· Asset Class 1 — Cash: Money in the bank is generally a stable, secure form in which to keep some of your capital. It’s how most of us store our wealth by default.
The problem with cash is that interest rates tend not to beat the inflation rate — meaning your cash’s value will diminish over time.
· Asset Class 2 — Bonds: A bond is a debt instrument. It provides a fixed income. You buy a bond from a government or business and they guarantee to pay you a fixed interest rate while you hold it. Interest rates on bonds tend to be better than what your cash will earn in the bank.
· Asset Class 3 — Stocks/Equities: Stocks essentially let you participate in a company’s activities. You own shares in a business. Those shares can rise, fall and pay income in the form of dividends.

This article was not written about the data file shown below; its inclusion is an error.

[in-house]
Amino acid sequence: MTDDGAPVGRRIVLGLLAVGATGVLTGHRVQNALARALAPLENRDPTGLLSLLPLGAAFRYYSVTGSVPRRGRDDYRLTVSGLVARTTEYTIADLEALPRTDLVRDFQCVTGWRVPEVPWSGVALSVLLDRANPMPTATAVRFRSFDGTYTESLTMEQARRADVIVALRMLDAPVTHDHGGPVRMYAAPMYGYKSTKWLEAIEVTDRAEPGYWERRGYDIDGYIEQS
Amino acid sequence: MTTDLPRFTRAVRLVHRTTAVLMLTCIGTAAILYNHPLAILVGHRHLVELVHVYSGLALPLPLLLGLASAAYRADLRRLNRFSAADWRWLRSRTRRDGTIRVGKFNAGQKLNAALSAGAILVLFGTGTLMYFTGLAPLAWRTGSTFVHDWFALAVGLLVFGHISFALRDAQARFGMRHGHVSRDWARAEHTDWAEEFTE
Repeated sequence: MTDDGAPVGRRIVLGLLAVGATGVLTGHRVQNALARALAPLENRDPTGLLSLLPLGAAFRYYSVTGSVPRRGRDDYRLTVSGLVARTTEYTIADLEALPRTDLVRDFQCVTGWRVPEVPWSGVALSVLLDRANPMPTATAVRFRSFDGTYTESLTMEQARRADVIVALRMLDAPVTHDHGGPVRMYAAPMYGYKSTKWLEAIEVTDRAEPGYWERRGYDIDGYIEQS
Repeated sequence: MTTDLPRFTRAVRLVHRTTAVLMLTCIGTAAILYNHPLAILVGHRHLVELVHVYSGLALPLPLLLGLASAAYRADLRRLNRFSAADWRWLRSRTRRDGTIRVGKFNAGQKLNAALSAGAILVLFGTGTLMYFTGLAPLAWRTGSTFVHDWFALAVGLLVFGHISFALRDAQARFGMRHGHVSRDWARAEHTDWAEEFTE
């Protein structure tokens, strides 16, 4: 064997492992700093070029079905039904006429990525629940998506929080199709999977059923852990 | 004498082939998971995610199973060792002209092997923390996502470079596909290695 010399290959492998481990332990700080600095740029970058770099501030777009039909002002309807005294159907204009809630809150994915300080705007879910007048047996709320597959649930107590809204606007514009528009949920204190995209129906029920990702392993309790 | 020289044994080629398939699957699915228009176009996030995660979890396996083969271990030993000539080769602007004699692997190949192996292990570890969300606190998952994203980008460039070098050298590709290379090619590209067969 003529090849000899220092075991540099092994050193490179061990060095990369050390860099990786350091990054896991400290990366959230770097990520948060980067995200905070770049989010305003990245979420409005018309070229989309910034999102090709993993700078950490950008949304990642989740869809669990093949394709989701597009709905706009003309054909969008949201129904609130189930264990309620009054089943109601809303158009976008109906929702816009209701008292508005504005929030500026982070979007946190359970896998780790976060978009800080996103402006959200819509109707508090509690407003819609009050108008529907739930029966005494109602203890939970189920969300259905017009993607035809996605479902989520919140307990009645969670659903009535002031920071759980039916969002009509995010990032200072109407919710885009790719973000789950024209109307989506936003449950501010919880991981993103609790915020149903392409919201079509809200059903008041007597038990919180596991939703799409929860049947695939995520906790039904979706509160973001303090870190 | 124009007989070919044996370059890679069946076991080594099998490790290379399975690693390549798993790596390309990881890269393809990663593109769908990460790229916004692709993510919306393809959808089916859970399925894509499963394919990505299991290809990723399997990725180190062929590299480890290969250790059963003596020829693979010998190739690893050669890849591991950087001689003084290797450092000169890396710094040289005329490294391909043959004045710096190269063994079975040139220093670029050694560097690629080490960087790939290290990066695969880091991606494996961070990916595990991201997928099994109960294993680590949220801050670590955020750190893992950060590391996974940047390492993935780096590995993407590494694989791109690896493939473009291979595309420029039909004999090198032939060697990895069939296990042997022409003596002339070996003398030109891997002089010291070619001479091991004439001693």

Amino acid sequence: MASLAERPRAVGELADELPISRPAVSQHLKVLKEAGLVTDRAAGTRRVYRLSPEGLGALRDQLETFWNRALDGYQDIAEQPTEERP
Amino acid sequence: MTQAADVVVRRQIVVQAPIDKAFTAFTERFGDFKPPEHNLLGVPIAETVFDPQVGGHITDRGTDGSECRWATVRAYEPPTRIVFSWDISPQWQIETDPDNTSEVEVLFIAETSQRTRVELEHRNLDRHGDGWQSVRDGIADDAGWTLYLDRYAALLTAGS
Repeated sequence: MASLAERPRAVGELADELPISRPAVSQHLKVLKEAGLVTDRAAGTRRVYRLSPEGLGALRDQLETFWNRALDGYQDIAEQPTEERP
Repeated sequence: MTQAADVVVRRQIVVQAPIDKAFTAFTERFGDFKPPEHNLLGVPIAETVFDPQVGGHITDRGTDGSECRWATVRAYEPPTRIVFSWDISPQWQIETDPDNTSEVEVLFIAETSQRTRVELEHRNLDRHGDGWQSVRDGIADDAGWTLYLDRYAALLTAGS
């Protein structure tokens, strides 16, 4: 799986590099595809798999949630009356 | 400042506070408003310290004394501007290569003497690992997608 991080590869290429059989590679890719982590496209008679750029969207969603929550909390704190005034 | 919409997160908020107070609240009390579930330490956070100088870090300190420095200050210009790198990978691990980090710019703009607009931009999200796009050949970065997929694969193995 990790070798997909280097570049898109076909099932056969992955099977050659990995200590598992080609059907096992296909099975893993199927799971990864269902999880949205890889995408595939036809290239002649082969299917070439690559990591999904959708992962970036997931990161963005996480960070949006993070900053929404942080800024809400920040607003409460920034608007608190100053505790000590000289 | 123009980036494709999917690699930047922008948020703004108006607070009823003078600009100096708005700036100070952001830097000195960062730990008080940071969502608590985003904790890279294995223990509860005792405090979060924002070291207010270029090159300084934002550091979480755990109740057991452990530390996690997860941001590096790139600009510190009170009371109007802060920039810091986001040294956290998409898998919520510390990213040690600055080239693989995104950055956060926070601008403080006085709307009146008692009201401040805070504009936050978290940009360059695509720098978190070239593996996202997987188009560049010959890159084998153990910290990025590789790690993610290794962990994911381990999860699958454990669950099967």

Blue-chip companies pay good dividends and have a record of climbing steadily over the long term.
After mid-cap stocks, you have growth stocks, or small-cap companies, are smaller businesses on an upward trajectory. They are riskier but can deliver bigger, faster returns. Risker and more dynamic again are small-cap and penny stocks.
· Asset Class 4 — Mutual Funds & ETFs: Mutual funds are investment funds where many investors pool their capital and allow a professional fund manager to control it. These funds do charge management fees, though, and require you to allow a third party to select the assets the fund invests in.
An ETF — or exchange traded fund — tracks an underlying index, like the ASX200, for example. Owning shares in an ETF exposes your capital to a specific mix of assets. Like stocks, ETFs vary greatly in risk depending on the sector or market they track.
What Are The Benefits Of Diversification?
The main objective of diversification is to mitigate risk.